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When & How Should I Talk to My Employer and My Coworkers?

Article written by Jackie Hunt Christensen.

Deciding when to inform your employer and coworkers about your condition is a decision only you can make. But understand that telling your boss sooner rather than later has its advantages, especially if your symptoms start to get worse and begin to affect your performance. By making your boss aware of your condition, he or she can then work with you to accommodate your special needs. In this article, Jackie Hunt Christensen offers some tips on how to tell your employer.

How to share your condition at work

Many newly diagnosed people with Parkinson’s disease avoid telling their employers and coworkers about their condition because they fear they will be unfairly treated. But the Americans with Disabilities Act (ADA) was created, in part, to keep employers from discriminating against people with disabilities or certain health conditions when they are hired, on the job or being fired.

Realize that there are rules that may protect your right to keep your job and require your employer to make “reasonable accommodations” to help keep you working. Under the ADA, reasonable accommodations are defined as “any modification or adjustment to a job or the work environment that will enable a qualified applicant or employee with a disability to participate in the application process or to perform essential job functions.”

However, there are exceptions, particularly for small businesses (fewer than 50 employees) and other situations. Thus, if you are nervous about being fired because of your Parkinson’s disease, consider consulting an attorney or a legal aid agency before you share your condition with your employer. 

Ultimately, sharing your condition with your employer is a personal choice.  You will have to decide when you feel the time is right. But it is important to recognize that it can be in your best interest to tell your employer about your Parkinson’s disease because their ability to fire you is restricted if they have been informed. Also, your boss or other employees may have noticed some of your symptoms and may falsely conclude that you have been drinking or using drugs. In addition, telling your employer shows him or her that you trust and respect them. Here are some suggestions on how you might want to proceed:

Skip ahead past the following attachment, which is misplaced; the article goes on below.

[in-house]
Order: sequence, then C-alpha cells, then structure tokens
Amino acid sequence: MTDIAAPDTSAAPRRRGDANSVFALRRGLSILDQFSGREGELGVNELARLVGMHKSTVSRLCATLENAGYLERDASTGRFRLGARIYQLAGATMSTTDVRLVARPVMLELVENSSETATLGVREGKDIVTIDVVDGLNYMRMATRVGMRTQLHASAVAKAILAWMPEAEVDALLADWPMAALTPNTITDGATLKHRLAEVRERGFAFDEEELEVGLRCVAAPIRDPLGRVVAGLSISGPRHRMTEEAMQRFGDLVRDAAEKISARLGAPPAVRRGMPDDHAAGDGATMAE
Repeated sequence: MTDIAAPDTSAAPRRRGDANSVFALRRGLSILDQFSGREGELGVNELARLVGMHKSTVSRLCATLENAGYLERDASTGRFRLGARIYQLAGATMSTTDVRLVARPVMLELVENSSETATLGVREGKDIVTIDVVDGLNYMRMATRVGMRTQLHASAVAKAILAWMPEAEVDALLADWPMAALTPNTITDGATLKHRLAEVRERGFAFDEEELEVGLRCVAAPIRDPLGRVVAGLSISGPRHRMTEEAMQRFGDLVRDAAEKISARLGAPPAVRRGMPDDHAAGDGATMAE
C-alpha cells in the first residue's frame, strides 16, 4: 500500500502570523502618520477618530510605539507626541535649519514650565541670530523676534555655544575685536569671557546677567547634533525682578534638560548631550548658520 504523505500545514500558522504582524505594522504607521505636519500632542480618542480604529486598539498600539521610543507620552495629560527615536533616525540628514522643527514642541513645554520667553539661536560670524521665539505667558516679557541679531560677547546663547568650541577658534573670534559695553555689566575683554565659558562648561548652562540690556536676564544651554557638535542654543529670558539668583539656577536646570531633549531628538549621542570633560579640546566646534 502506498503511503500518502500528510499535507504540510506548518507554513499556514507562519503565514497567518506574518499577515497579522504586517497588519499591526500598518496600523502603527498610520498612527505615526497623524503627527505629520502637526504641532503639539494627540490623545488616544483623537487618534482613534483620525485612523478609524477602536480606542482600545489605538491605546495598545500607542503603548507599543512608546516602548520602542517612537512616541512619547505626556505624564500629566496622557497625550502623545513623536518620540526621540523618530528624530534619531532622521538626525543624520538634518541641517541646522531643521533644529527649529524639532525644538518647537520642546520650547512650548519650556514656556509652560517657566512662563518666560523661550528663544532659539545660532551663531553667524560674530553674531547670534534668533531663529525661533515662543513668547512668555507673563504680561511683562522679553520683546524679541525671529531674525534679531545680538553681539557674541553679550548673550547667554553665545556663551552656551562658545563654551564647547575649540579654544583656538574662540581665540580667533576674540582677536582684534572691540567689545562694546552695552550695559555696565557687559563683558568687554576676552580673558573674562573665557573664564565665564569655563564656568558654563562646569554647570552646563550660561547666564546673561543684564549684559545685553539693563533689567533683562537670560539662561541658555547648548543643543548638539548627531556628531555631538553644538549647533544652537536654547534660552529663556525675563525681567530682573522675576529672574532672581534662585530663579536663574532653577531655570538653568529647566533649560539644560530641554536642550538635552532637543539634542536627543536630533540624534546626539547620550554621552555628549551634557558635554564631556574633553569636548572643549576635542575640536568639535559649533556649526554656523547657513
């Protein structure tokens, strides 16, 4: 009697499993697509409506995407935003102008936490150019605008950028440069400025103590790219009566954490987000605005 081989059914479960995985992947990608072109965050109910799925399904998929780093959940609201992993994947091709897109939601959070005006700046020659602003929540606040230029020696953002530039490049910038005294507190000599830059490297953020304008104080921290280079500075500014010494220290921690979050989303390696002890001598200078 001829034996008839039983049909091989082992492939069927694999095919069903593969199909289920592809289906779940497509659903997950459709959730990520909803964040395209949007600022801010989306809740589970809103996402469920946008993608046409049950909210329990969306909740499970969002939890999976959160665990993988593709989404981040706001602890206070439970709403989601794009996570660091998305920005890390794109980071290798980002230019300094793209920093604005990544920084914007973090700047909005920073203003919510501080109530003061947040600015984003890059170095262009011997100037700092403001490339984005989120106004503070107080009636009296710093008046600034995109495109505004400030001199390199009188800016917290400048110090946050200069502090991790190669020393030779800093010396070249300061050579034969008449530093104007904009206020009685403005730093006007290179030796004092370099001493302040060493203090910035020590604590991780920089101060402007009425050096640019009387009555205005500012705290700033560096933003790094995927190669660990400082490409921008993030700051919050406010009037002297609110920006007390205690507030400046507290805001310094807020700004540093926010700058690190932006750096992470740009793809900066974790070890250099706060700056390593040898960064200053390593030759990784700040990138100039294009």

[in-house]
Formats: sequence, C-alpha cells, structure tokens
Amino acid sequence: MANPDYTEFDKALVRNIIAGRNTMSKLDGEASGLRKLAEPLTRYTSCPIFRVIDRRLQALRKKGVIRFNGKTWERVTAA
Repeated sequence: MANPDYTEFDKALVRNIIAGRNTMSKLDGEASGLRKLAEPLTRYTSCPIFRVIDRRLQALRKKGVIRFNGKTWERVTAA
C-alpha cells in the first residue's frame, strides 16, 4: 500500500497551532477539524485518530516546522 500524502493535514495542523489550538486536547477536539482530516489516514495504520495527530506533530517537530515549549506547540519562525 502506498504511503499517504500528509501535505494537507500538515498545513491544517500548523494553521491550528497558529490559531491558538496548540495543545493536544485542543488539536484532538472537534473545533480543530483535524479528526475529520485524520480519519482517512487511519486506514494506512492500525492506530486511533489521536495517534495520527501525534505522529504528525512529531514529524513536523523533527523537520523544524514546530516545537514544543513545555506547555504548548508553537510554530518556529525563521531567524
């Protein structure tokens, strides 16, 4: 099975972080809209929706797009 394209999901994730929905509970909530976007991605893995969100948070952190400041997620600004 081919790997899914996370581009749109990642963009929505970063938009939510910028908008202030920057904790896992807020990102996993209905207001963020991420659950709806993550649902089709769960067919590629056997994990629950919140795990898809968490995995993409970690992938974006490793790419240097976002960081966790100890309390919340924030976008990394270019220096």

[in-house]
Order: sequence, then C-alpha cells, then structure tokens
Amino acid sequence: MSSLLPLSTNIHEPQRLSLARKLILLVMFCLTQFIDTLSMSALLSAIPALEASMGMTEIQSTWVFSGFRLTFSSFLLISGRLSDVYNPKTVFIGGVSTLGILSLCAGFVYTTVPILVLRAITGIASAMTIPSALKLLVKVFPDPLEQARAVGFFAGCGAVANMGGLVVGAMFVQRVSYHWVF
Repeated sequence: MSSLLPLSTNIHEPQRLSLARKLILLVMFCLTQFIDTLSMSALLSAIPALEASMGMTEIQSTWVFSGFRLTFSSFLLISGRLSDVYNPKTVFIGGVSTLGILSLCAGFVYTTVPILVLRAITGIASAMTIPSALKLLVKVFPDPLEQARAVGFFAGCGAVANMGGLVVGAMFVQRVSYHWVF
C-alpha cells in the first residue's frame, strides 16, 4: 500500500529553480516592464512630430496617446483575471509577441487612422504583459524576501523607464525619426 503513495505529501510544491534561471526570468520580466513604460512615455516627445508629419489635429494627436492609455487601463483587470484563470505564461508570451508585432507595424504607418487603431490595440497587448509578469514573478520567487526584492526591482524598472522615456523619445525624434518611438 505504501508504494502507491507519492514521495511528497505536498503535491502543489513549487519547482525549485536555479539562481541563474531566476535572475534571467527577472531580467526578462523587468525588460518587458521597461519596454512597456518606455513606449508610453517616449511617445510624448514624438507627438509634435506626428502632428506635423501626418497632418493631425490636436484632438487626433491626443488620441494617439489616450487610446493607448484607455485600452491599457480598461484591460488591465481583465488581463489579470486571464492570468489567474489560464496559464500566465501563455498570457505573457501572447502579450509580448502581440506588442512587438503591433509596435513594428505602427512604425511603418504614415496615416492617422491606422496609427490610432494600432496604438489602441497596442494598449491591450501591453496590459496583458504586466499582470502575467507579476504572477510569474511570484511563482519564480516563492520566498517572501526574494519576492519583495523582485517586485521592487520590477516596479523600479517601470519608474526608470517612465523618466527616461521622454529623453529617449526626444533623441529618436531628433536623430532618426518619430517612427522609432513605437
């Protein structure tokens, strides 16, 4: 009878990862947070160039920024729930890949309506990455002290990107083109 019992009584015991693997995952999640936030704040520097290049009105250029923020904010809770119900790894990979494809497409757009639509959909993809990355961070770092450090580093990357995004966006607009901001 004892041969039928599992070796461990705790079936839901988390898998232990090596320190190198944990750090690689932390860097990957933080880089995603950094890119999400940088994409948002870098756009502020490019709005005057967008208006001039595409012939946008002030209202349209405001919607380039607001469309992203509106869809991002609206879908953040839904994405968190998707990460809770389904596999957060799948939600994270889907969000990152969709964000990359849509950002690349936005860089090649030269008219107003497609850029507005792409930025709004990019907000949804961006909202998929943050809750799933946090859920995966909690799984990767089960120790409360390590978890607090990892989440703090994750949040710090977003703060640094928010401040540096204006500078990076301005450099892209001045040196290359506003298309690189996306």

Check into your company’s personnel policies. Find out about sick leave and continuation of health benefits.

Contact the Job Accommodation Network (1-800-526-7234). This resource center, provided by the federal Department of Labor, has developed a number of suggestions for accommodations under the Americans with Disabilities Act. 

Know what you need.  Before you approach your boss, decide if you are only going to inform him or her of your condition, or if you are going to request specific accommodations. 

Prepare in advance. Jot down the most important points you want to be sure to cover.  It may be helpful to do some role-playing with a friend or loved one. Talk to your doctor about writing a letter of support. He or she may be able to provide specific recommendations about how to get the most out of your work time.

Be upfront and positive. When you meet with your supervisor, highlight your strong points and the things you do well. Then indicate your willingness to work together to identify potential accommodations to help you continue to do your job. If you tell your employer and then demand specific accommodations without a dialogue, your supervisor is likely to be less enthusiastic about keeping you around.

Get it in writing. Ask for a written summary of your conversation and any decisions about accommodations that were discussed or agreed upon. This will give everyone a reference point.

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